What is Photoshop Elements?

Let's take a moment to get to know a little more about the software and how it can help you with your day to day image editing.

Adobe Photoshop Elements is a great option for those who want an extensive toolset that can take
on most of their image editing needs, without the requirement of highly advanced features such as you would find in Photoshop CC.

It is also a great choice for those who only need one click solutions to their image editing needs, or perhaps want to start to learn how to take on the more involved techniques and tools that Elements has to offer. Another big plus point in its favour is that it is one of the very few remaining Adobe products that can be purchased outright, without the need for subscription.

A Worthy Alternative

There was a time when, in certain quarters, Elements was considered a dumbed-down version of Photoshop with a limited toolset, that was only meant for beginners with no aspirations to advance to the more technically advanced techniques seen in Photoshop. However, recent versions of Elements have shown that it is a worthy standalone alternative to using Photoshop.

It is a focused image editor and cataloging application that is more than capable of taking on any image editing task you care to send its way. In its current form, Adobe Photoshop Elements is comprised of two main components. One is the image editing module of the software where you can touch up your photos or even manipulate and transform them beyond recognition. The Edit section is broken down into three sections. The first is the Quick Edit mode, then comes the Guided Mode section and finally there is the Expert mode.

Make the Most of Modules

Each module has its own set of tools and preset options that can quickly get the job done. Quick Edit, as the name suggests, contains the basic editing tools such as colour correction, cropping, quick selection, spot healing, sharpening and lighting fixes. You can also apply some oneclick presets such as Smart Fix, Exposure and Lighting.

Helping Hand

The Guided module is also fairly self-explanatory. Here you can make any number of popular image adjustments to your photos, with guided step-by-step tutorials, such as altering brightness and contrast, resizing photos, rotating and straightening your images and adding vignettes. It also has a number of specialised and fun options for restoring old photos, creating your own frames and replacing backgrounds.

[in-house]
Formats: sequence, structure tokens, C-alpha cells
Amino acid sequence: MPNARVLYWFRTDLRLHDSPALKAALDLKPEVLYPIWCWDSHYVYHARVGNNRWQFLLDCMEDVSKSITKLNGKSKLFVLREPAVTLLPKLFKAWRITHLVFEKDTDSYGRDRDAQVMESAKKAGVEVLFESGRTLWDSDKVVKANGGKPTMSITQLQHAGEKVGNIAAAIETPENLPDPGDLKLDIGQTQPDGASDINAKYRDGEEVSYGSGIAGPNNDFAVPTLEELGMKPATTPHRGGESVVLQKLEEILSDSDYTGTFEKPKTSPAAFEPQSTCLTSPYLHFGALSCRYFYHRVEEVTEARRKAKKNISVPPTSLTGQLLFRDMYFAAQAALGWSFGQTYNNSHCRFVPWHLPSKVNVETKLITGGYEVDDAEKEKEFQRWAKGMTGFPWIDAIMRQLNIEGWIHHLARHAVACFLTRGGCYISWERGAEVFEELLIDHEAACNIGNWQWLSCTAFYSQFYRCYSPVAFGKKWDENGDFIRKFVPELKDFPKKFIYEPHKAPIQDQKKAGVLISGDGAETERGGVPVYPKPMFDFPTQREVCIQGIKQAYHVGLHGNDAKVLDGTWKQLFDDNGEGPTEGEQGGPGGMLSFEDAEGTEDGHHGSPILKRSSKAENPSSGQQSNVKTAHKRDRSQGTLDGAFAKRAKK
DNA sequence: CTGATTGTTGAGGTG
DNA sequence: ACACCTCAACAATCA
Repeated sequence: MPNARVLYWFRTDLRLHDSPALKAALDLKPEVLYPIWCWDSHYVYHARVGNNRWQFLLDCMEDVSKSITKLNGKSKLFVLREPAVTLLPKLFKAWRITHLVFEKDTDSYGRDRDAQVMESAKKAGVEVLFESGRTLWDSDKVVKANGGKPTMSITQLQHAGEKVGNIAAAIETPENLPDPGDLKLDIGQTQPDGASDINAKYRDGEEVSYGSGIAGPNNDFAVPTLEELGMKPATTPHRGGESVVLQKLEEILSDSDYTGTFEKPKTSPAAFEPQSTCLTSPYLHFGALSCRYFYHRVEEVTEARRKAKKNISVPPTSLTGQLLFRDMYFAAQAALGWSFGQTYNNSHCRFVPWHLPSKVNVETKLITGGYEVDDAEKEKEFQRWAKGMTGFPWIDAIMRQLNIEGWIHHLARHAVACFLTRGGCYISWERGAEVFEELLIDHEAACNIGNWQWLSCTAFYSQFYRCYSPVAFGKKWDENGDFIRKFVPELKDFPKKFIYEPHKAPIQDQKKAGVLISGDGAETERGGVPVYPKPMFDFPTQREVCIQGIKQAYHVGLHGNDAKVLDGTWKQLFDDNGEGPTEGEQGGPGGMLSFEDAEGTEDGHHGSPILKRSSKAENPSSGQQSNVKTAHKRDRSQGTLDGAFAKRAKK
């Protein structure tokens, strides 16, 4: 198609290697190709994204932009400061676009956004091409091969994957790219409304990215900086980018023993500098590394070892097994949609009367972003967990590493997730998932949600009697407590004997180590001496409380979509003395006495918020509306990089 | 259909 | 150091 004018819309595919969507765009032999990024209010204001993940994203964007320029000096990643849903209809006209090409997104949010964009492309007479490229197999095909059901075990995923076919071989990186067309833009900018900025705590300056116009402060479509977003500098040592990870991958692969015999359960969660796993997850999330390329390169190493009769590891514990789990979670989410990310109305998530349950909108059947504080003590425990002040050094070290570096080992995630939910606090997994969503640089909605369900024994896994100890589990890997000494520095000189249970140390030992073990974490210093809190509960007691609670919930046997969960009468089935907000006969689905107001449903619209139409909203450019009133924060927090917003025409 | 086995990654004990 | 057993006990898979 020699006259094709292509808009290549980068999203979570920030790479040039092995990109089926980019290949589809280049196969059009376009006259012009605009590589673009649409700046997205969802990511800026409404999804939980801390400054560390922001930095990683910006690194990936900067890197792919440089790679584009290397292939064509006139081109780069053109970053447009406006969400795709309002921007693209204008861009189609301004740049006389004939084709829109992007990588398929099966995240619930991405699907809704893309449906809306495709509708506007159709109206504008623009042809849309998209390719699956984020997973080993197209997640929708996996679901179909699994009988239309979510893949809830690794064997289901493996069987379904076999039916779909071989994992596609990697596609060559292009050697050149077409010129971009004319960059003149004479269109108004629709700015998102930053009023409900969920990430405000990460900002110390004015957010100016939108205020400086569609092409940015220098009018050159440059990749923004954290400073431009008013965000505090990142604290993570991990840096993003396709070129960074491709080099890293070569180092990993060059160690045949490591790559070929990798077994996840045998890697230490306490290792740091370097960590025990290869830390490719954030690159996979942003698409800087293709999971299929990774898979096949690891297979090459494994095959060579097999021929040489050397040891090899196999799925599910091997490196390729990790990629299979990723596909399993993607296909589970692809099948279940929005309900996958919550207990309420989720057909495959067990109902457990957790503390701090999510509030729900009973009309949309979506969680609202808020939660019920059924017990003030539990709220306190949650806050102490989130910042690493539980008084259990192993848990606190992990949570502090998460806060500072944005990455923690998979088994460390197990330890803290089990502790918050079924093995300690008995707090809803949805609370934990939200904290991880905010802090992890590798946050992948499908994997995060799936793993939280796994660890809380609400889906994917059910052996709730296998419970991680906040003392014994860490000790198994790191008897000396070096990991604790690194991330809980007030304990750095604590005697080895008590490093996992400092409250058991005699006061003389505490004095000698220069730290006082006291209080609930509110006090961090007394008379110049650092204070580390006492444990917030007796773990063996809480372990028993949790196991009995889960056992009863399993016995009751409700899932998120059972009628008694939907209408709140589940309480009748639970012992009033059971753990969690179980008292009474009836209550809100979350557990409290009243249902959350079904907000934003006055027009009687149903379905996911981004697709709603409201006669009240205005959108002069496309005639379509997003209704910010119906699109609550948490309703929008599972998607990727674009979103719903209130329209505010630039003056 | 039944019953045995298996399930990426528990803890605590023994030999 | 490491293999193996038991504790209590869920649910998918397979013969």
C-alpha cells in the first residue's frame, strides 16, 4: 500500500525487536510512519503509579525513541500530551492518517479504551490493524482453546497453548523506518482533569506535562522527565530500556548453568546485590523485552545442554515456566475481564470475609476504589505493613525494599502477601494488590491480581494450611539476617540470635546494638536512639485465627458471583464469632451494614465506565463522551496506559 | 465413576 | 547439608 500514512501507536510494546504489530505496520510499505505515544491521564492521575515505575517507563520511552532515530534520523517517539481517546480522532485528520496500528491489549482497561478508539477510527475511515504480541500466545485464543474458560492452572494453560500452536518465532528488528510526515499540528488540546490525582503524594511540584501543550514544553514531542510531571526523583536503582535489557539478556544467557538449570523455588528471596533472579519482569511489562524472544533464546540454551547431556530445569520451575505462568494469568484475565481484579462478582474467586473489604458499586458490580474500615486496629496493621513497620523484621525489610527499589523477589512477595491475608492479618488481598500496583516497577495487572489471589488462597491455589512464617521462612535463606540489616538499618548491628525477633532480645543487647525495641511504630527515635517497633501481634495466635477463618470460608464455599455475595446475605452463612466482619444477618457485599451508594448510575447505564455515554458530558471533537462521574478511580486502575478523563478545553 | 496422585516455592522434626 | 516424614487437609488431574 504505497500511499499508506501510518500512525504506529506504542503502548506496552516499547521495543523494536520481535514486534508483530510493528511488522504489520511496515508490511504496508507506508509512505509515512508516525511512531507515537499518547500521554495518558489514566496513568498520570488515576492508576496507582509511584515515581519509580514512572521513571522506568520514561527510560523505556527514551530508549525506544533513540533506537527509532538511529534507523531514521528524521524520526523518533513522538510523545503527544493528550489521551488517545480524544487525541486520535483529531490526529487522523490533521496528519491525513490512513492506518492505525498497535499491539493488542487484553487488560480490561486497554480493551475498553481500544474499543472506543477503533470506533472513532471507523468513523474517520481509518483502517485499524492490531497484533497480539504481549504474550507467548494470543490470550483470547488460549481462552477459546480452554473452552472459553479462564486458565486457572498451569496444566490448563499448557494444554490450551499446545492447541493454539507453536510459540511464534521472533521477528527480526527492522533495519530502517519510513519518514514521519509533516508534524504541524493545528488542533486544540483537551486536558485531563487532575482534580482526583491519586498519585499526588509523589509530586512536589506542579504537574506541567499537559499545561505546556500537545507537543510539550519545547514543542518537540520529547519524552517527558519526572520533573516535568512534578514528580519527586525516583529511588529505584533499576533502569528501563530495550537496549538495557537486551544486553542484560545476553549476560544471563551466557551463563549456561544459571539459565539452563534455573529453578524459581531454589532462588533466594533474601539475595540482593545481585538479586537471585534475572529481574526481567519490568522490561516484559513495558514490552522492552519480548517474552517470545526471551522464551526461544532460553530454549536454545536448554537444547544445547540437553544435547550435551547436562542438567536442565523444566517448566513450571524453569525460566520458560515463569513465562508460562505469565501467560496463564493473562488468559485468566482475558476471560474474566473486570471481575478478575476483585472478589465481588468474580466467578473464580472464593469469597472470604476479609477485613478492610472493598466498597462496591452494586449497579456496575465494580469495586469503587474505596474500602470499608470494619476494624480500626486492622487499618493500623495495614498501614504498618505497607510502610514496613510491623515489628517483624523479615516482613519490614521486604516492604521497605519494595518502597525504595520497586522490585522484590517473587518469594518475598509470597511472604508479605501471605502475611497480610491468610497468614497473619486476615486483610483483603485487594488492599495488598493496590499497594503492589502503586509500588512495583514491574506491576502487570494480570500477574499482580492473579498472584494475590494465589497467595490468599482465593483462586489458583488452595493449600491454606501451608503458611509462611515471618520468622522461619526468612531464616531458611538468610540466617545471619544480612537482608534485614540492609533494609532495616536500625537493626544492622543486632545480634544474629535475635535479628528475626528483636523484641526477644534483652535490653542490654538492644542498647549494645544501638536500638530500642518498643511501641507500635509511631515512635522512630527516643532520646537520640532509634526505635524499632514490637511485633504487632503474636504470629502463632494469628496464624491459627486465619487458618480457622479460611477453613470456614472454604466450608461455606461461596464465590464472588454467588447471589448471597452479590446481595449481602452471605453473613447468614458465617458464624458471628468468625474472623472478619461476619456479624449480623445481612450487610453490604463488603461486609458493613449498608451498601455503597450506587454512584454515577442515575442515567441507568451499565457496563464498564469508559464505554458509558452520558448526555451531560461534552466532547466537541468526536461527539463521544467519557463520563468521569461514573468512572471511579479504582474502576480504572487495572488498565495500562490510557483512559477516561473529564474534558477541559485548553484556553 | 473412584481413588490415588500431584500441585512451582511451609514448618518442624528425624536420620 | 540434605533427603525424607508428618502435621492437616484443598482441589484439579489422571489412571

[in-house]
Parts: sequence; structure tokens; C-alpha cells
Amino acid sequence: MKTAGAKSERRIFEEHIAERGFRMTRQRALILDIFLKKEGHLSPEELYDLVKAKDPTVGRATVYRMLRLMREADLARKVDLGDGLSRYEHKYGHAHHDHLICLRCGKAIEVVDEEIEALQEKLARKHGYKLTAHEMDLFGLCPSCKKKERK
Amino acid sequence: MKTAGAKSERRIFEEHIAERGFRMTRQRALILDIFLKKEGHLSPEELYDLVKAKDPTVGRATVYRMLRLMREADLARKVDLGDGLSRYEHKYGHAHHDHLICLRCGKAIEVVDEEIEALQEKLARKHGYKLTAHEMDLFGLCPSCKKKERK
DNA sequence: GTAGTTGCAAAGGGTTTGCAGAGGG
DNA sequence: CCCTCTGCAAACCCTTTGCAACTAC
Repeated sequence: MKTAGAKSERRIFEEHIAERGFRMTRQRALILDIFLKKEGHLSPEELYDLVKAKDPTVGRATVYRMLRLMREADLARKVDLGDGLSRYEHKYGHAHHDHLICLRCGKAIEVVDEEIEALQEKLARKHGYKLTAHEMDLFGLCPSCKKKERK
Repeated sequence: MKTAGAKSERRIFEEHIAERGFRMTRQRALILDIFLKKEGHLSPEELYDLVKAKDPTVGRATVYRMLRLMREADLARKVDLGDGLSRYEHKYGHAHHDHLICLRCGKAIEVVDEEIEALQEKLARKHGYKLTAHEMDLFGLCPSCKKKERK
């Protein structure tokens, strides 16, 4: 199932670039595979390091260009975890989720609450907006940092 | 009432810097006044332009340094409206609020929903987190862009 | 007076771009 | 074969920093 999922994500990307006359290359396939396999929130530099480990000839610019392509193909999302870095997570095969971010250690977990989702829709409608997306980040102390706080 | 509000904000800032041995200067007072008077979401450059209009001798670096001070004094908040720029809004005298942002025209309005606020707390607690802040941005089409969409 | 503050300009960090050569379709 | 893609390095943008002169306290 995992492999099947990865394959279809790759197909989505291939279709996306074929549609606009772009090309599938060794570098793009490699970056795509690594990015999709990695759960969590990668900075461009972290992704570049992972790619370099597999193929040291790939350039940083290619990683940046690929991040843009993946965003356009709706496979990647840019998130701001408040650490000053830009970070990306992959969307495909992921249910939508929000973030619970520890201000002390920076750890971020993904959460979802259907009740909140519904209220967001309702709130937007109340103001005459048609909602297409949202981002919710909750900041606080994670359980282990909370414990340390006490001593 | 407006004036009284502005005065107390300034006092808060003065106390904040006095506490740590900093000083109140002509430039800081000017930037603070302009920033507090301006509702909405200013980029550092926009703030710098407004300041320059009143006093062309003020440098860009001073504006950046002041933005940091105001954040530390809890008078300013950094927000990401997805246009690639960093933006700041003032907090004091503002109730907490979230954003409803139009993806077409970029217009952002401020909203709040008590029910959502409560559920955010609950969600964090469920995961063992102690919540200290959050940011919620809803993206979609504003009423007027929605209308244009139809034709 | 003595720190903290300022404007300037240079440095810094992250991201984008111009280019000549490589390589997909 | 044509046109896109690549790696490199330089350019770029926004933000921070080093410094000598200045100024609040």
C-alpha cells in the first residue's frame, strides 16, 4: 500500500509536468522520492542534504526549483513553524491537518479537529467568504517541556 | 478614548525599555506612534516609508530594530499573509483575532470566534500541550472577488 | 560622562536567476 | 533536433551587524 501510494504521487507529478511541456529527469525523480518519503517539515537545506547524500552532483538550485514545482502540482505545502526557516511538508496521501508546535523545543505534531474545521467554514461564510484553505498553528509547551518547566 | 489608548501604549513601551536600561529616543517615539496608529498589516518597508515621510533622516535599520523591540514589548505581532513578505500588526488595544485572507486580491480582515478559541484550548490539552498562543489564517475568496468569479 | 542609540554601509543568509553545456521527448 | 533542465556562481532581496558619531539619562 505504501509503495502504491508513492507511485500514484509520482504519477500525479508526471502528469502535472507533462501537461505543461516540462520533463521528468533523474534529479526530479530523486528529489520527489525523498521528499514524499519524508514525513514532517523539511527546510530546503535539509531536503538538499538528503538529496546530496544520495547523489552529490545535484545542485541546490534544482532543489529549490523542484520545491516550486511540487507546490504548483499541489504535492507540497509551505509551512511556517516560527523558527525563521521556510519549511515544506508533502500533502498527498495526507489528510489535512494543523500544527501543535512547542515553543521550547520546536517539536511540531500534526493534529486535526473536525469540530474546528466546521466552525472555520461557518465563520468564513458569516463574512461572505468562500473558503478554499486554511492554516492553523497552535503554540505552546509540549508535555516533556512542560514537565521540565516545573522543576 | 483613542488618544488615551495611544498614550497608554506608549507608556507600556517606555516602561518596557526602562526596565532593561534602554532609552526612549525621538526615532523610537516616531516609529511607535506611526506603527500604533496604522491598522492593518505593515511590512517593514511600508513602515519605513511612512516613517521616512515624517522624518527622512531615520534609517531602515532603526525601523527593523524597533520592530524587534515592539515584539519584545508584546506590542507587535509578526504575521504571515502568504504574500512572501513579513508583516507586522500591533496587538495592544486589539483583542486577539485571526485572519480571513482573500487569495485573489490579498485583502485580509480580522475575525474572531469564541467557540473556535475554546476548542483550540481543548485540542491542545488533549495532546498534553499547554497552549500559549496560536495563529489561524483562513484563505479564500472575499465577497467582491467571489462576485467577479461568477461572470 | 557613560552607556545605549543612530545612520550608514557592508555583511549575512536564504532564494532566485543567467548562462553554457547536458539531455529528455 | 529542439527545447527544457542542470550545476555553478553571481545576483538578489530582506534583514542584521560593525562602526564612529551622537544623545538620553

More Advanced Options

Finally comes the Expert mode. This has more of the feel of its big brother, Photoshop to it. It has a toolbar ranged down the left hand side of the workspace and on the right is the layers panel that behaves much in the same way as Photoshop’s layers palette. Here you also have access to a number of photo colour presets such as Faded Photo, Glow and Monotone Colour.

There are also a number of filters for more artistic effects such as coloured pencils, watercolours, distortion effects and sketch filters. You can also add Bevels, Patterns, Strokes, Photographic Effects and much more by accessing the icons in the lower right of the taskbar at the bottom of your workspace.

Expert mode is the most hands-on of the three modes you can employ and gives you access to all the tools, so you can apply all your own advanced edits to your photos.

Getting Organised

The second main component of the latest Adobe Photoshop Elements is the Elements 2019 Organiser. At its heart, this is a cataloguing and photo organising program that lets you import, sort, tag and rate your photos. If you wish, you can create albums and use names, locations, date, time and GPS data to sort them. The program can even employ face recognition to find and sort photos of people and tag them much as you would in Facebook.

Indeed, you can actually import your list of Facebook friends as an aid to tagging the people in your photos. If it detects a similar name being entered as a tag, it will display those existing names similar enough as a match to be an option for tagging. The two components of Photoshop Elements and Elements Organiser are separate programs, which can be a bit of nuisance if you need to keep switching between them but you have at your disposal a set of powerful editing tools that will keep beginner and expert happy.

It is best to consider the Editor module as your digital darkroom and design studio and to think of Elements Organiser as your library, where you keep all your media items such as photos and videos.

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Mark Frost

Mark started work as a commercial artist during the good old days of Letraset, spray mount and having to process your photos at a local chemist. Having discovered his passion for photography, Photoshop and the wonders of digital image manipulation, he has not looked back. He is well on his way to owning more cameras than he’s had hot dinners.

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